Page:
Perhaps it’s the thought that our highly private and confidential witticisms might end up serving a dual purpose (a) recording the exhilarating events and low points that transpire, as we weave the fabric of our individual human existence and (b) that someone, somewhere might discover (ideally in our living years) that the journal keeper is, in fact, the next Helen Fielding.
Many of us have arisen on a frosty January 1st with sharpened enthusiasm, lunging for coffee and our shiny new diary with gusto. Then, armed with a smooth ink flowing pen, we’ve written out New Year’s Resolutions, we’ve summarised all the naughty things we did over Christmas and aspired to be a better person, all on crispy white virginal pages.
By mid-January, your best intentions are in the same place as the application form for your gym membership. After all, who really wants to know about your trip to the library, or the fact that you were late returning your DVDs to the shop in the High Street because the weather was fierce and you wanted to get home to catch Neighbours (is that still on I wonder…it’s been a long time since I tuned in?)
The fact is, unless you have something rock and rolling through your veins, you might not feel a regular inclination to write.
A divorce certainly presents you with such a situation, should you choose to accept it, well it did for me anyway.
During my own personal tumult, I wrote ‘Poetry of Divorce: for women‘, an essentially upbeat guide for women struggling to cope with early separation and divorce. ‘Diary of Divorce: for women & men’ is the second book in – what I believe to be – an incredibly important series.
Having been through the process and fallen foul of all the usual suspects of depression, anxiety, stress, too much chocolate, not enough sleep and so on, I discovered that a humble golden orange notebook and pen had suddenly transformed into a coping mechanism.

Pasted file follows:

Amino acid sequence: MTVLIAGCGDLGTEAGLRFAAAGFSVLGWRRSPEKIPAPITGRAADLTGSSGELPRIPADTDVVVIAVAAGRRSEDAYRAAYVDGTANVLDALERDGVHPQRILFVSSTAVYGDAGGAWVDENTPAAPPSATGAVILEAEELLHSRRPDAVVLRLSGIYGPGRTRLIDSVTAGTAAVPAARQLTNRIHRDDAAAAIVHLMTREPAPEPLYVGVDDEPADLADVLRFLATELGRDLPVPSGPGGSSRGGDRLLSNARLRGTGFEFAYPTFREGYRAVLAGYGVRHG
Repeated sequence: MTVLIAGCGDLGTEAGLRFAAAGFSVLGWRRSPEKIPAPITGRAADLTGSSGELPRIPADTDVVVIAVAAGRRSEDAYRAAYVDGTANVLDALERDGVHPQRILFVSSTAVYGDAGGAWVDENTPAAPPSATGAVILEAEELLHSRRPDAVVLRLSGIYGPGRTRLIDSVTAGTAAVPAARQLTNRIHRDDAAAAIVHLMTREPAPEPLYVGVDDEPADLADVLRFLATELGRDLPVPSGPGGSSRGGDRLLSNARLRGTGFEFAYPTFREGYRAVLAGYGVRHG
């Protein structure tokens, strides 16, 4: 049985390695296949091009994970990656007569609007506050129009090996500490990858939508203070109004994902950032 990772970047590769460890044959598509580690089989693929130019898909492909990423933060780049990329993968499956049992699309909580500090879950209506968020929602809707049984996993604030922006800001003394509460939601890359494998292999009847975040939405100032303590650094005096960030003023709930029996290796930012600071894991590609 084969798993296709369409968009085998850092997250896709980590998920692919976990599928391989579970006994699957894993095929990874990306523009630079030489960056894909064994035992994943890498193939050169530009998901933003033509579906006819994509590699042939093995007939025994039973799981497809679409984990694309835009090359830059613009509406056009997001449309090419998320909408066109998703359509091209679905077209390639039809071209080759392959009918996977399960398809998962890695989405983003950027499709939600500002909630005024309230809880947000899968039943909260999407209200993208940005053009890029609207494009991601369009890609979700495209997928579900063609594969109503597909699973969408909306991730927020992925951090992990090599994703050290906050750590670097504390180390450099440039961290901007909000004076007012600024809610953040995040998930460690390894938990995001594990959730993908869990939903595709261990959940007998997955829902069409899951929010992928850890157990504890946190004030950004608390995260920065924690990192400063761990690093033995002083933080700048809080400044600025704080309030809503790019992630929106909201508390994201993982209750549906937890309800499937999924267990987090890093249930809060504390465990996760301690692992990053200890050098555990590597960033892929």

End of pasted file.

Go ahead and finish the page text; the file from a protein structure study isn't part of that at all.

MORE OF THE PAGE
I wrote out my darkness, I penned dark, saucy and humorous verse about the divorce, threading in details of my divorce and strands from lots of other stories I’d garnered along the way. I soon had enough of a body of work to put into a book and the rest is history.
‘Diary of Divorce: for women and men’ invites you to pick up your writing instrument as and when you feel like it and to work your way through the book, or idly flick to a page that calls you. Then simply lay out your thoughts.
Each page has a different header, here are a few examples of the funnies:-
- A Mini Bucket List: 10 achievable things you want to do once you’re the other side of your divorce
- Sauce Box: who did you really think about when you were having sex with your ex?
- Shut That Door: what do you need for closure?
- Bury Their Treasure: draw diagrams of what you’d like to do to their prized posessions
There are also practical pages for you to list contact details for the solicitors, your doctor, counsellor, the CSA and so on, all extremely useful to keep in one place.
On the pages of your precious and utterly unique journal, you can draw, scribble, yell, cry, smile and recall, detail your most optimistic hopes, your passionate and immediate needs and wants and start to write out the darkness that plagues you as you progress through your divorce.
It can sit in your pocket every step of the way as the pages begin to sing your story and prepare to point your mind, body and soul towards a brighter future.
Publication date: end October 2013, priced £9.99 available direct from Magic Oxygen Publishing (I’ll even sign a copy for you if you like) plus all the usual book vending venues.
PS: As soon as this one has successfully launched, ‘160 Divorce Coping Tips‘ will be hot on its heels and out before Christmas (sorry it’s a bit late – I’ve been busy!)